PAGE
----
Feb. 21 (Bloomberg) -- Citigroup Inc., the third-largest U.S. bank, boosted Chief Executive Officer Michael Corbat’s compensation 25 percent to about $14.4 million for 2013, his first full year running the company.
He got 78,528 deferred shares valued at $3.88 million, based on the closing price Feb. 18, according to a filing yesterday to the U.S. Securities and Exchange Commission. He received about $5.17 million in a cash bonus, $3.88 million of performance share units and a $1.5 million salary, based on the bank’s description of his compensation plan last year.
Citigroup’s profit jumped 84 percent to $13.9 billion last year as Corbat, 53, boosted revenue and cut costs. The CEO’s package compares with $20 million for JPMorgan Chase & Co.’s Jamie Dimon and $14 million for Bank of America Corp.’s Brian T. Moynihan. Goldman Sachs Group Inc. gave Lloyd C. Blankfein $23 million, and hasn’t said yet whether he will get a long-term incentive granted in past years.
Corbat, who was named CEO in October 2012 after running the bank’s European operations, collected $11.5 million in total compensation for that year when the New York-based firm’s stock price rose 50 percent. Because of his split duties that period, his pay for 2013 may not be directly comparable to the earlier figures.
Citigroup’s shares rose 32 percent last year, trailing the 35 percent advance of the 24-company KBW Bank Index. Goldman Sachs climbed 39 percent, Bank of America gained 34 percent and JPMorgan rose 33 percent.
Citigroup’s compensation committee adopted a new pay plan last year after shareholders rejected the firm’s 2011 arrangement amid criticism that it let former CEO Vikram Pandit, 57, collect millions of dollars too easily. The committee is led by Chairman Michael O’Neill.
Under the plan outlined last February, 40 percent of Corbat’s incentive award is cash, with the rest split between deferred stock and the performance share units, or PSUs. The payout is linked to targets, with 70 percent tied to financial metrics and 30 percent based on strategic goals. Citigroup could report a different value for his compensation in its shareholder proxy, depending on how it prices his stock awards.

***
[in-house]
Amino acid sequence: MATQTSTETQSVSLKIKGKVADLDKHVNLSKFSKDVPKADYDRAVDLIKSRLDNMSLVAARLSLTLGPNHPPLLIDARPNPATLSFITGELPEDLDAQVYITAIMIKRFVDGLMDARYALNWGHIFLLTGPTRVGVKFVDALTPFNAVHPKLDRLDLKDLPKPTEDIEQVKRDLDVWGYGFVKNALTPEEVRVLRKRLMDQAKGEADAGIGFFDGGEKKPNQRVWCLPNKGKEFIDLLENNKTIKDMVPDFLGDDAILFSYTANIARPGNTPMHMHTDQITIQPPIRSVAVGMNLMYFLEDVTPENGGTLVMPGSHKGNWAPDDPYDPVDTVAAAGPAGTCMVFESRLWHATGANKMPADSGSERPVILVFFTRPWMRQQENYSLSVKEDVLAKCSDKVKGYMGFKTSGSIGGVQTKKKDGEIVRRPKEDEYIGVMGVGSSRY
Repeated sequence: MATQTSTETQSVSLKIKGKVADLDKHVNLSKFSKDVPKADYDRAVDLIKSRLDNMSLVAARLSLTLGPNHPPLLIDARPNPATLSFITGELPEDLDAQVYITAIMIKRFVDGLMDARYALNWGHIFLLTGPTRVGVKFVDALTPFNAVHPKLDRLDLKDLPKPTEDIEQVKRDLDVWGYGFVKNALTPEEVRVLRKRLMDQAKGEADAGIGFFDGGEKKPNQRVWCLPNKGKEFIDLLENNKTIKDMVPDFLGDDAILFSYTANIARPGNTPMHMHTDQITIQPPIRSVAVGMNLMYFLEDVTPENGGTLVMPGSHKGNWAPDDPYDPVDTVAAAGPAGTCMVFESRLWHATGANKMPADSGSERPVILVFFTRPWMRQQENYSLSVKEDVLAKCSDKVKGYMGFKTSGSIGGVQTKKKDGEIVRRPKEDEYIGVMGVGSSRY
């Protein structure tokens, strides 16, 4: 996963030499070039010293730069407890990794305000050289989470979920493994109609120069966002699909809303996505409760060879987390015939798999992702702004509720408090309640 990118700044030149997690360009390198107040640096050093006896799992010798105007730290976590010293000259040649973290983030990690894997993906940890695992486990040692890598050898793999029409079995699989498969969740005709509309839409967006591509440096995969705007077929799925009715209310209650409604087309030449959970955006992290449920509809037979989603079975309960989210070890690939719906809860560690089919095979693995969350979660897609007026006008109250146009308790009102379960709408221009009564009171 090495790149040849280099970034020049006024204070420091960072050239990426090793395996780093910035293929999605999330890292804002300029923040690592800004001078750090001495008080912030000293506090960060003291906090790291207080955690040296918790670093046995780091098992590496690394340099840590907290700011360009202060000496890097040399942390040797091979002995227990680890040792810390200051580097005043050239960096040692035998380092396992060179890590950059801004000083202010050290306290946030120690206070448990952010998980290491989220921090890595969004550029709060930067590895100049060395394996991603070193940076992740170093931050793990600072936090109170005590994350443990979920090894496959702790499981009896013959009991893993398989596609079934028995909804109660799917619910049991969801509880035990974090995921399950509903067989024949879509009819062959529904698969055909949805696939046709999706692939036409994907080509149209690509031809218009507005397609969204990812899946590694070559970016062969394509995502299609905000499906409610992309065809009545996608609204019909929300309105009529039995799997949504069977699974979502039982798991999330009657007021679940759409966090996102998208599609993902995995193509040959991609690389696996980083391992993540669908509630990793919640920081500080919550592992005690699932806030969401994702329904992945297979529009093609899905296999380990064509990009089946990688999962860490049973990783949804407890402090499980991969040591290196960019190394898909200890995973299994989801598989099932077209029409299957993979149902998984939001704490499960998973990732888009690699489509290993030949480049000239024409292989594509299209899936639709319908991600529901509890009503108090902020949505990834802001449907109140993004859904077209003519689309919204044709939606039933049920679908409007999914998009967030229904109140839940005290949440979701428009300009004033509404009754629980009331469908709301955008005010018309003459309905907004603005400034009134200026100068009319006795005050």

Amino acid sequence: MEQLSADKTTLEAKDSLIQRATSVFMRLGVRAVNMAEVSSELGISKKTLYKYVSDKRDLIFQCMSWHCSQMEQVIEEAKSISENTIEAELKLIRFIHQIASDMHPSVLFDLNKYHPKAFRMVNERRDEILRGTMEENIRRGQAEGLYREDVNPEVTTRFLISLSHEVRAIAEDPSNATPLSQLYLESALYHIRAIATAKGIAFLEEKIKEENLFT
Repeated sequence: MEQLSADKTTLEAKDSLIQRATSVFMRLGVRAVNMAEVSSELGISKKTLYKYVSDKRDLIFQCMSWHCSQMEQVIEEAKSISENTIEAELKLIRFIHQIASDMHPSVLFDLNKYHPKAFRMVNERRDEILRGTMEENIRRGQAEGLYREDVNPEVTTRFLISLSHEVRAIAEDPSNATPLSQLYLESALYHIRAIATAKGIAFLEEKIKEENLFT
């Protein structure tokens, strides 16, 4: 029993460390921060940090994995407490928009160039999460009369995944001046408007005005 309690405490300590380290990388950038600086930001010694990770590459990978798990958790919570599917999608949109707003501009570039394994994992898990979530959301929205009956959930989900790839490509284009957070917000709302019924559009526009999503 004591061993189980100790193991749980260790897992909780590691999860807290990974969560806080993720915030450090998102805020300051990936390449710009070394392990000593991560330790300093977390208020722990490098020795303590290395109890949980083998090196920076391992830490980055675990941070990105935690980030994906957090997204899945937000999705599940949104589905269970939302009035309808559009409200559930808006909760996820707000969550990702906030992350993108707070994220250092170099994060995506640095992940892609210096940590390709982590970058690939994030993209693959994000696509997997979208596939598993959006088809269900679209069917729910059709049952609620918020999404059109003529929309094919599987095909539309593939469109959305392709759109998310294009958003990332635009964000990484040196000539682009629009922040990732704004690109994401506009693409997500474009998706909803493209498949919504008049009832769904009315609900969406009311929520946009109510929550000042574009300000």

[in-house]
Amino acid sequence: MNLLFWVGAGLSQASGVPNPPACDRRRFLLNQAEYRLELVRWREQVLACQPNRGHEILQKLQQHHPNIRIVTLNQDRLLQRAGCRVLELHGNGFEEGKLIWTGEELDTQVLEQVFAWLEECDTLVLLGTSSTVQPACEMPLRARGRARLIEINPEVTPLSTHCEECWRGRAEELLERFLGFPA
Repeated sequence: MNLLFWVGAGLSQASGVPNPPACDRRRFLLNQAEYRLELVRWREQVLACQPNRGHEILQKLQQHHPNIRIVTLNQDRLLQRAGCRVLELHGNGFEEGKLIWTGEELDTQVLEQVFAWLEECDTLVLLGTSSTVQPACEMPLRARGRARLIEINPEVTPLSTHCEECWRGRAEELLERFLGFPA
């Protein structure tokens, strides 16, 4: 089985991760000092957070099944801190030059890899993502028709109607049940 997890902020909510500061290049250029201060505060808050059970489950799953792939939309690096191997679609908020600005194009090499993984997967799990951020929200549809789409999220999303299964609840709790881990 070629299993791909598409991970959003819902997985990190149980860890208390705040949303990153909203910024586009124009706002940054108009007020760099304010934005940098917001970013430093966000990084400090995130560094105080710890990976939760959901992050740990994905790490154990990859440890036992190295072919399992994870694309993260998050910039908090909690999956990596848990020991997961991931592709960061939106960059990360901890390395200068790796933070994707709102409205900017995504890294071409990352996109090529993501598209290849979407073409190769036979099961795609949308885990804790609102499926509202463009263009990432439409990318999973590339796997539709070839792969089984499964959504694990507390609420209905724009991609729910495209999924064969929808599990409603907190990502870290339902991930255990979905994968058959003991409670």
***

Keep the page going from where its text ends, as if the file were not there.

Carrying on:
Citigroup’s PSUs will be paid after three years once the bank meets certain performance goals, according to last year’s filing. Executives will collect all of the PSUs if Citigroup achieves return on assets of 0.85 percent and produces a total shareholder return equal to or greater than the 50th percentile for eight firms including JPMorgan, Bank of America, Goldman Sachs and Deutsche Bank AG, the filing showed.
The bank also disclosed deferred-stock awards for other senior executives. Co-President James “Jamie” Forese, who oversees the unit serving institutions, received $4.03 million of shares, and co-President Manuel Medina-Mora, head of the consumer operations, got $2.67 million, according to separate filings. Brian Leach, head of franchise risk and strategy, got $2.54 million, while John Gerspach, the chief financial officer, received $2.09 million.
The deferred-stock awards vest over four years and can be canceled in the event of company losses, according to the filing.
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